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Heroes in unusual places
Performance explores the cross-section of dance, film, and rural America
Alex Ketley, inset, is co-founder of The Foundry. The group brings the film/performance 'No Hero' to the Jepson Center

No Hero

When: 7:30 p.m., Sat. Nov. 2

Where: Jepson Center for the Arts

Cost: $25 per person; purchase at

The burgeoning Savannah Dance Festival will host the East Coast premiere of a daring and thought-provoking performance.

No Hero, created by award-winning choreographer Alex Ketley, is a lot of things: A film, a documentary, social commentary, and of course a live dance performance.

Featuring members of Ketley's company The Foundry — Ketley is also a veteran of the San Francisco Ballet — the multimedia performance is co-sponsored by Stratton and Mary Leopold and happens this Saturday evening at the Jepson Center.

The Foundry will also conduct free master dance classes this Friday at SCAD, Savannah Arts Academy and Garrison Elementary, sponsored by the Savannah Dance Festival. These classes are sponsored by the Savannah Dance Festival and will be free of charge for dance students at each school.

We spoke to Ketley last week.

Walk us through why you started this project, and how it's realized in the performance.

Alex Ketley: I was always curious about what dance means to people in rural parts of the U.S., in particular the American West. I've traveled extensively in the West. As a rock climber pretty much all my life, I developed an affinity for it.

I felt a disconnect with these pieces I'd perform in New York and San Francisco. I always wondered what my art might mean to rural parts of country. So my partner Aline and I traveled for about five weeks through the American West, dancing for people in RV parks and apartments and places like that. Talking to them about fine art, and what dance meant to them. We built a whole film out of that piece.

It's live dance that interacts with the film piece. There are aspects that are just film — like the interviews with people we met.

At some point you guys must have said, how in the world can we do this without seeming condescending to people in "flyover country".

Alex Ketley: Oh yes. We initially had a tremendous allergy at the thought of running up to people and dancing for them. It sounded horrible, embarrassing.

We realized basically the only way it could work at all is to have a genuine connection. For example in Death Valley at an RV park, we were walking past a retired couple. I really like talking to people anyway, so before I mentioned the dance thing we spent a lot of time talking. For a couple days we'd see them in the park sitting around and talking. From that, we'd get around to mentioning that Aline and I are actually dancers. From there, when you have trust and a connection, you can really talk.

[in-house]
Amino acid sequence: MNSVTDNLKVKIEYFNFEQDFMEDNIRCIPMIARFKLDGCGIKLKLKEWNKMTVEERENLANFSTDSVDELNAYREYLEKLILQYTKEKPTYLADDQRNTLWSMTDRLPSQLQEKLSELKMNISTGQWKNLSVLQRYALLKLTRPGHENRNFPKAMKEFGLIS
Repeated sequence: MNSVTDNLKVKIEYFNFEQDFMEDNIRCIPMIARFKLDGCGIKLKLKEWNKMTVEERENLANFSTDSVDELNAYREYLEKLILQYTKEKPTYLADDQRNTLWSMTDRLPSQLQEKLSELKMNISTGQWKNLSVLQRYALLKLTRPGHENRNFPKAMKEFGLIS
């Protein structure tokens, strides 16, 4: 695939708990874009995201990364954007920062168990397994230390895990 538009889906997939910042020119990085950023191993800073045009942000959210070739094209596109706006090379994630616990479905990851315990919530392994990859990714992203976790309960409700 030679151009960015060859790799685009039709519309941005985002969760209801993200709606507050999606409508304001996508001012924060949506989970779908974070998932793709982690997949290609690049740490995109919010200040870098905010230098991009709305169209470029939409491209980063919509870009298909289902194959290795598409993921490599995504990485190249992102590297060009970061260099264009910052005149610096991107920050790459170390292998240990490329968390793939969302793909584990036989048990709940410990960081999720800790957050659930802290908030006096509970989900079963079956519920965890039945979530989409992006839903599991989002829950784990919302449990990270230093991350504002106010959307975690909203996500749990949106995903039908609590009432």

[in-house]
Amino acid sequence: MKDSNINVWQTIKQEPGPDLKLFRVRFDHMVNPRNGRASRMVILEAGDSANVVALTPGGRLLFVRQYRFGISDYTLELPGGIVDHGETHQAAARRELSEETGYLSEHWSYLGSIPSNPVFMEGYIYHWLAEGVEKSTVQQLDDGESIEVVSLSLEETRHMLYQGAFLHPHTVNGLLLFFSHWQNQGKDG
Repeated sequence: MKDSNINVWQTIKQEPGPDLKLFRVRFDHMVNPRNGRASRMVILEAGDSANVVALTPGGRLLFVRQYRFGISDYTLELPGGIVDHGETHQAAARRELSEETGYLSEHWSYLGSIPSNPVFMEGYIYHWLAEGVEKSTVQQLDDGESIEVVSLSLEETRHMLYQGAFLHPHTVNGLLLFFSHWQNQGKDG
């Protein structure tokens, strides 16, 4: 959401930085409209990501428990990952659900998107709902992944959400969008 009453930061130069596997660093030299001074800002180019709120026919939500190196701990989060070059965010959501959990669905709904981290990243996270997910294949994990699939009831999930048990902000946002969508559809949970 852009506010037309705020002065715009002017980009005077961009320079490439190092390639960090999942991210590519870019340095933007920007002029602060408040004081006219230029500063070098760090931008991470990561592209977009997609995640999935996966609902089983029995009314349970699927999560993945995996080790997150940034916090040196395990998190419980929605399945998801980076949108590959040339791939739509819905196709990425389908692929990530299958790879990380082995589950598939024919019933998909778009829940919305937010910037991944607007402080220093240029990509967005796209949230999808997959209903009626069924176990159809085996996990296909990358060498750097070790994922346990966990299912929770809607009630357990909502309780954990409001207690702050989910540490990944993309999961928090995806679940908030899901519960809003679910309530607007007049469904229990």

There's a real socioeconomic stratification in the fine arts dance world, which is ironic considering how basic a human trait dancing really is.

Alex Ketley: Too many aspects of the dance world are in an echo chamber. Where we are, there's a dance audience who goes to all the dance shows. It's a pocket of the community.

Sometimes dance companies do talk about how to develop new audiences. But to me that's placing the onus on the public. Why doesn't the public come? To me, you have to figure out ways to go out to the public. Think about the mechanics of how dances are made in studios the public has no access to, in a hidden room.

No Hero addresses how we might actually engage different audiences. Instead of going to a small community and performing, this was really a two-way street. We asked, what does dance mean to you and your community? And we got some amazing stories. For example, they'd talk about the old Grange Hall as a real hub of community, with dances every weekend. That's sort of gone away now. Dance was important to people.

In one scene in the film, we're in Oregon and looking for places someone might dance. Someone said, you should to where they teach line dancing classes in the afternoon. We went and there were a bunch of widows who learn dances from YouTube and teach each other. We spent time with them, and learned that dance was important to them, but mostly as a vehicle to support each other. We got the feeling that this was one very important way they came together in a shared experience.

Explain the title, No Hero.

Alex Ketley: Heroic ideals inform a lot of presentations in dance. There's this idea that dancers need to be beautiful, young, thin, fabulous and have superhero abilities. I was realizing how aesthetics limits and frames dance. Dance is really something very primal and important to many people — it doesn't need to be framed in a classical heroic framework.